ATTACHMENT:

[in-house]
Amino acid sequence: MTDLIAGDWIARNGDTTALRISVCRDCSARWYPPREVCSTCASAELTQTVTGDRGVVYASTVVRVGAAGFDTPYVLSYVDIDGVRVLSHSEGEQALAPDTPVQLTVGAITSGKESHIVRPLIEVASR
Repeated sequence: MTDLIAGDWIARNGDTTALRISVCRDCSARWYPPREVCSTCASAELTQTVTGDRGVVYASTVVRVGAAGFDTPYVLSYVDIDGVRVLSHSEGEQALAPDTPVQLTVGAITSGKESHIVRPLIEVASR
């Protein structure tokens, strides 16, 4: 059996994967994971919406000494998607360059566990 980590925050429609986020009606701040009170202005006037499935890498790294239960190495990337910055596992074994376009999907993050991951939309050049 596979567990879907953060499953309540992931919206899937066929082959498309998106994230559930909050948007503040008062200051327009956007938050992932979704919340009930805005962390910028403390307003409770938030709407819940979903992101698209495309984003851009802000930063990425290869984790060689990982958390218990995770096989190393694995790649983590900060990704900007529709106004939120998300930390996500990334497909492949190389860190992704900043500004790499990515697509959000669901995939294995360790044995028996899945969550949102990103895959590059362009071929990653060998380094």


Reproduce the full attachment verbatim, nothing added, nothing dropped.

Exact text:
[in-house]
Amino acid sequence: MTDLIAGDWIARNGDTTALRISVCRDCSARWYPPREVCSTCASAELTQTVTGDRGVVYASTVVRVGAAGFDTPYVLSYVDIDGVRVLSHSEGEQALAPDTPVQLTVGAITSGKESHIVRPLIEVASR
Repeated sequence: MTDLIAGDWIARNGDTTALRISVCRDCSARWYPPREVCSTCASAELTQTVTGDRGVVYASTVVRVGAAGFDTPYVLSYVDIDGVRVLSHSEGEQALAPDTPVQLTVGAITSGKESHIVRPLIEVASR
């Protein structure tokens, strides 16, 4: 059996994967994971919406000494998607360059566990 980590925050429609986020009606701040009170202005006037499935890498790294239960190495990337910055596992074994376009999907993050991951939309050049 596979567990879907953060499953309540992931919206899937066929082959498309998106994230559930909050948007503040008062200051327009956007938050992932979704919340009930805005962390910028403390307003409770938030709407819940979903992101698209495309984003851009802000930063990425290869984790060689990982958390218990995770096989190393694995790649983590900060990704900007529709106004939120998300930390996500990334497909492949190389860190992704900043500004790499990515697509959000669901995939294995360790044995028996899945969550949102990103895959590059362009071929990653060998380094």